Record Staff Writer
Officials from city, state and county gathered at the Roswell Convention and Civic Center, Tuesday, to bid Roswell Police Chief Alfonso Solis farewell. Solis retired after he found out that he has cancer. He will return to Las Cruces where his family lives.
Representatives of every law enforcement agency attended, including Capt. Dina Orozco of the New Mexico State Police, Lt. Britt Snyder from the Chaves County Sheriff’s Office, members of the U.S. Marshals Service, Crime Stoppers President Steve Wolfe and Richard Lucero of Neighborhood Watch.
Mayor Del Jurney spoke first, proclaiming Sept. 3, 2013, Al Solis Day. He thanked Solis for opening up the lines of communication between City Hall and the police department and gaining cooperation between the various agencies, including the F.B.I and U.S. Marshal Service, which led to the first police round-up of suspected drug traffickers. Jurney then presented Solis with the key to the City.
Secretary of the Department of Public Safety Gordon E. Eden Jr., traveled down from Santa Fe to attend. He discussed Solis’ long years of service to his country and New Mexico. Eden, like Solis, had served as the U.S. Marshal for the District of New Mexico, starting in 2002, and he reminded people what an important position it was, requiring presidential appointment and confirmation by the U.S. Senate. Solis served as President Ronald Reagan’s appointee from 1987 to 1992. Eden said until Solis took over the post that New Mexico was known in Washington as Area 51 since so little was known about it.
Secretary for the Department of the Corrections Gregg Marcantel arrived to thank Solis for his service to the state when he worked as interim secretary early in Gov. Susana Martinez’s administration. One of Solis’ duties was to select a permanent successor for the Department of Correction. Marcantel was hired for the job. He said Solis’ skill, knowledge and training were invaluable to when he took over the position.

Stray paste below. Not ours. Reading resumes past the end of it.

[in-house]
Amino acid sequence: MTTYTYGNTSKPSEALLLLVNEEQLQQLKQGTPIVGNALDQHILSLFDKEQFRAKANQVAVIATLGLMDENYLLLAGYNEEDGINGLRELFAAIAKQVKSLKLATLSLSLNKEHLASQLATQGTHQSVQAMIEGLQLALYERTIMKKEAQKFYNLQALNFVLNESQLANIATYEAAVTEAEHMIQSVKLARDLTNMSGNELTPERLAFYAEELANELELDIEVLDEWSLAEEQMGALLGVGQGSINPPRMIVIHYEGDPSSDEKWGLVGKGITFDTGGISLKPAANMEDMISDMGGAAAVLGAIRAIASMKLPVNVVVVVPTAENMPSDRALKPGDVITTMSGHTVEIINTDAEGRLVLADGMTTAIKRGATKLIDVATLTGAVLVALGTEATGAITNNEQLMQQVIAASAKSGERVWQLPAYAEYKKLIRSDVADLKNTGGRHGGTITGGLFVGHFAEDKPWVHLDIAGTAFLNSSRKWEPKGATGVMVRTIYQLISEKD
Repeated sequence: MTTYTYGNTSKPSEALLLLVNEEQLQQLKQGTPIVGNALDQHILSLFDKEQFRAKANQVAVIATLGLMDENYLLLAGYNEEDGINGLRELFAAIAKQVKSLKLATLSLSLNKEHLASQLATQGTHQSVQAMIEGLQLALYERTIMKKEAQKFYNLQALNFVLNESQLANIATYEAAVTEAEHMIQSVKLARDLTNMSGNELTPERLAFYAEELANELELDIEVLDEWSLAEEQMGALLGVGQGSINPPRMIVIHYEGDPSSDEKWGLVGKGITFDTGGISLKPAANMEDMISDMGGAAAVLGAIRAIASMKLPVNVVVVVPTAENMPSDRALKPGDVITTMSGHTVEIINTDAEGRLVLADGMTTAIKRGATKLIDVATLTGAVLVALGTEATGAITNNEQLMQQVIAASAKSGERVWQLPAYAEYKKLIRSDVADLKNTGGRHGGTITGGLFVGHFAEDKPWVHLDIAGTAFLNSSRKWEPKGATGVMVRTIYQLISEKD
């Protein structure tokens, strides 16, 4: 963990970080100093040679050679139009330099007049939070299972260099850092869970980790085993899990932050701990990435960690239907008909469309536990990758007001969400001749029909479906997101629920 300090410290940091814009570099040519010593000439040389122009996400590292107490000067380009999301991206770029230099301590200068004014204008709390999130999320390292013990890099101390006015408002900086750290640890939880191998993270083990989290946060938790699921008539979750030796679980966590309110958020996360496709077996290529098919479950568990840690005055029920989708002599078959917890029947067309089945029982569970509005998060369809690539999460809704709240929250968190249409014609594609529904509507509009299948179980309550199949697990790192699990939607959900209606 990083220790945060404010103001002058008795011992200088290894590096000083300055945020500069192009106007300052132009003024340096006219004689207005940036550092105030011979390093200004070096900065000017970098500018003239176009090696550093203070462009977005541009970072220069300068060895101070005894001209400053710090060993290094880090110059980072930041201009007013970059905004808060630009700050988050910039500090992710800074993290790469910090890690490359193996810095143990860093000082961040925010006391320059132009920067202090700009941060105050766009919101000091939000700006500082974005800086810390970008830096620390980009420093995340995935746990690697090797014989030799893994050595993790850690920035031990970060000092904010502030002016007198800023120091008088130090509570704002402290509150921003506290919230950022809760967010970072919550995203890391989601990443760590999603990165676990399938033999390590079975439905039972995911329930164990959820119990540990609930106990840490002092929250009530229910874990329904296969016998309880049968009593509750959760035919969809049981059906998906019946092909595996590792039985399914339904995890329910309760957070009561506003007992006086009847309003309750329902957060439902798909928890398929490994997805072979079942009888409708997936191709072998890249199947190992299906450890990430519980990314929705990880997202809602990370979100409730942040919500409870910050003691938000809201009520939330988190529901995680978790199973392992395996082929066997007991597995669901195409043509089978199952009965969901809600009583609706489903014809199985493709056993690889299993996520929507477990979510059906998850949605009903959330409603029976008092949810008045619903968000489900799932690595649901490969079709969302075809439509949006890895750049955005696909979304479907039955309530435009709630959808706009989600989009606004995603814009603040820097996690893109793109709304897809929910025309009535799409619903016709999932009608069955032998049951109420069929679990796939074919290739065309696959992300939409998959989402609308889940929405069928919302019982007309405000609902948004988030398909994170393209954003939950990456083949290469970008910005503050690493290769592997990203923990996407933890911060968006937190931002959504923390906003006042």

Originally, Martinez had planned to attend, but had to meet with the Department of Energy in Los Alamos. First Gentleman Chuck Franco spoke for both of them when he said that in the position as administrator of Doña County Detention Center, Solis turned the facility around. “He treated employees in a way that they had never been treated before and he also treated the prisoners with respect… Then Roswell stole him away from us.”
City Manager Larry Fry recounted the selection process for the Roswell Police Department’s new chief. He said that when he began the hunt nearly three years ago, Solis’ background in law enforcement, beginning in the armed services in the 1960s; his references, which included Martinez, and his reputation for integrity, made Solis the right man for the job.
Jurney noted that behind every good man is a great wife. He gave a special thanks to wife, Rosie Solis, for lending her husband to the city for the last three years.
Deputy Chief Phil Smith acted as spokesman for the department, stating he had worked in law enforcement for years, but had to travel 2,200 miles to meet a man like Al Solis.
The Patriot Guard Riders formed the flag line to honor Solis and welcomed those who attended the event. PGR Maryann Murphy, Mike Murphy and their service dog, Dom, presented him with a pin and a Challenge Coin from the Guard Riders.
After the presentation, Diane Taylor of the Every 15 Minutes program said that she was going to miss Solis. “There can be no better chief than Al Solis.”
Solis, who had been reported in the past as saying that employees are an institution’s most valuable asset, spoke briefly thanking the Narcotics Task Force, the Special Services group and all the RPD officers who serve on the streets for their hard work and their dedicated service.